17th Avenue railroad trestle

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GraffitiBridge.jpg
The railroad trestle circa 1935

The 17th Avenue railroad trestle (more commonly called the graffiti bridge) is a concrete bridge that carries the CSX railroad over a two-lane span of 17th Avenue near its terminus at Pensacola Bay. It is well-known for the copious amounts of (mostly good-natured) graffiti that cover its surface at any given time. It is also known for the occasional collision with large trucks whose drivers do not heed the clearance warnings.

According to local lore, motorists will receive good luck if they honk their horn while driving under the bridge. (According to the Pensacola News Journal, "the additional recommendation to simultaneously raise both feet off the floorboard is probably best ignored."[1])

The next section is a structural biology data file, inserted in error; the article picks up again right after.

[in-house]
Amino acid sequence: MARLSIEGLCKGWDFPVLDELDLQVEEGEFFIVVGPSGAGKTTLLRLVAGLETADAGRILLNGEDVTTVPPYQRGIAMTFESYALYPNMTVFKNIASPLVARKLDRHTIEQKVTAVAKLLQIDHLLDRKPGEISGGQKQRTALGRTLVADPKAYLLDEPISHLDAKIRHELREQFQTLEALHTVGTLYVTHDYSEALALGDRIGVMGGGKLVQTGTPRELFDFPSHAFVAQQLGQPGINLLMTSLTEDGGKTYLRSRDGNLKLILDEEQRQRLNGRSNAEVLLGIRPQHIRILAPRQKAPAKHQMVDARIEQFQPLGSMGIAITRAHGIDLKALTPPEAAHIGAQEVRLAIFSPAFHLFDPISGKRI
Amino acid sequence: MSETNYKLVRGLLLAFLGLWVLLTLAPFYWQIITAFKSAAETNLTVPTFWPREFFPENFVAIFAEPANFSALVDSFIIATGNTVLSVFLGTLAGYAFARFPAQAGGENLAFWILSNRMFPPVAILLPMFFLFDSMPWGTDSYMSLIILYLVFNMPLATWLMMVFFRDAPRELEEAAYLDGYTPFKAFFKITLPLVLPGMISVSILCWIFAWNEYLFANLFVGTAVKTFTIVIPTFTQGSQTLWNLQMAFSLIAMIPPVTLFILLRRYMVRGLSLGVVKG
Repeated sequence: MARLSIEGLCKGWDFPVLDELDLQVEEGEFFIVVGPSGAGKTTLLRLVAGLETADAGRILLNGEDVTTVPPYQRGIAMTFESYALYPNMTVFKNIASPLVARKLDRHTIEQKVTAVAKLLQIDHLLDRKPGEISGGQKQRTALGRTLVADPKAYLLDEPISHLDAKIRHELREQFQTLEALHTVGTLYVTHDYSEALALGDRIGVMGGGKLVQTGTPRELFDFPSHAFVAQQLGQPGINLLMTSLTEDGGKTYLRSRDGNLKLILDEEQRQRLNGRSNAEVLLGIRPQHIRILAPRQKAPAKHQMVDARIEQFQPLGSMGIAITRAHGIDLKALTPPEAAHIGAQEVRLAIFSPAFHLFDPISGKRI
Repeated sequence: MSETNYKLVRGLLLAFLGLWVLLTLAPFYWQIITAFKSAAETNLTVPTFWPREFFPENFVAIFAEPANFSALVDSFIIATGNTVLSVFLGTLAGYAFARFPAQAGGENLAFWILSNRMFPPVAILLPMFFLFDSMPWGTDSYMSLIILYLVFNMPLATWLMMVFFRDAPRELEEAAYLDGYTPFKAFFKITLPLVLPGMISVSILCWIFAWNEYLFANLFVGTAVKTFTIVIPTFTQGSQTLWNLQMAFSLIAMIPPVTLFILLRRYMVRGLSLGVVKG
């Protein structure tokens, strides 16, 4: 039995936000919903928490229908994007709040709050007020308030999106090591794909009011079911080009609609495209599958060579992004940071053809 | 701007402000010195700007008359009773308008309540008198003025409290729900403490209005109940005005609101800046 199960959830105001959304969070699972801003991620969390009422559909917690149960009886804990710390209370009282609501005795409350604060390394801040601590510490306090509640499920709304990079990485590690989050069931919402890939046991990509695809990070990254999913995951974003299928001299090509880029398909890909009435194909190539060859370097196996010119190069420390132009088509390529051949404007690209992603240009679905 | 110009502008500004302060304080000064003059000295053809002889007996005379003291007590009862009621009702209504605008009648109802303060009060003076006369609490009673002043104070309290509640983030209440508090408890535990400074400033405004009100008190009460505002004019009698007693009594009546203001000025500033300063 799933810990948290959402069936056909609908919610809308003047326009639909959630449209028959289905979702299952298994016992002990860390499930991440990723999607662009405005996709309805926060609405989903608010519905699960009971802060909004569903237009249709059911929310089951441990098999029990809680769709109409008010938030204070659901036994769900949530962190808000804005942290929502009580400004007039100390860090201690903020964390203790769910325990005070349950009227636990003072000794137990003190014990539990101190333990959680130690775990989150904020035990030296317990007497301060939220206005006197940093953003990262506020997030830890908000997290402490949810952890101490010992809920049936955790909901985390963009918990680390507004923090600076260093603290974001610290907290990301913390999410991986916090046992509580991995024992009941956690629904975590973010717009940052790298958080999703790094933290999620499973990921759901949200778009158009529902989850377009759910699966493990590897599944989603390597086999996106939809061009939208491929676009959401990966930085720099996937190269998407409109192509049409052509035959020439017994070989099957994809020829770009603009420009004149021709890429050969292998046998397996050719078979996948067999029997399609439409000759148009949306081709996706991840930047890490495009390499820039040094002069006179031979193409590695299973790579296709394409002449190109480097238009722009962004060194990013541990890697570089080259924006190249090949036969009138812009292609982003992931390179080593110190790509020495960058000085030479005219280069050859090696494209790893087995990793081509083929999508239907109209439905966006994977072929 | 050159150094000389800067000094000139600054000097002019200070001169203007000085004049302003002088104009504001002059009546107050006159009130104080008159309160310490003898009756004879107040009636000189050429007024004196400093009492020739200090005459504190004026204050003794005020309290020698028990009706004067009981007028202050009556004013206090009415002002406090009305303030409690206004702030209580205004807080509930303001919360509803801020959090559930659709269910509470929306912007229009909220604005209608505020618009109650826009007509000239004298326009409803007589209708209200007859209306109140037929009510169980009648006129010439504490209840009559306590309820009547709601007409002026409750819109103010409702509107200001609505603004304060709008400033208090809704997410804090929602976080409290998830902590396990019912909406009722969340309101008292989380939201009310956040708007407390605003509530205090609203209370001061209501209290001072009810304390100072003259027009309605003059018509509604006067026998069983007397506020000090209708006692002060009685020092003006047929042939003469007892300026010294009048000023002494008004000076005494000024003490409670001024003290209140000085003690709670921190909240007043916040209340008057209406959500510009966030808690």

After the August 20, 2003 death of 17-year-old Todd Currie, a number of Currie's friends and Washington High School classmates painted a variety of messages and memorials to him.[2] Members of the Pensacola Police Department observed the undertaking, but did not interfere and even encouraged the students' display.[3]

The Pensacola News Journal reported on June 12, 2007 that the Oak Point development, just southwest of the bridge, has experienced graffiti-related vandalism on its privacy wall and, more recently, on a house under construction.[3]

[edit] References

  1. "Seven Wonders of Pensacola," Pensacola News Journal, August 5, 2007.
  2. "Classmates remember friend through art." Pensacola News Journal, April 6, 2004.
  3. 3.0 3.1 "Too close to home." Pensacola News Journal, June 12, 2007.
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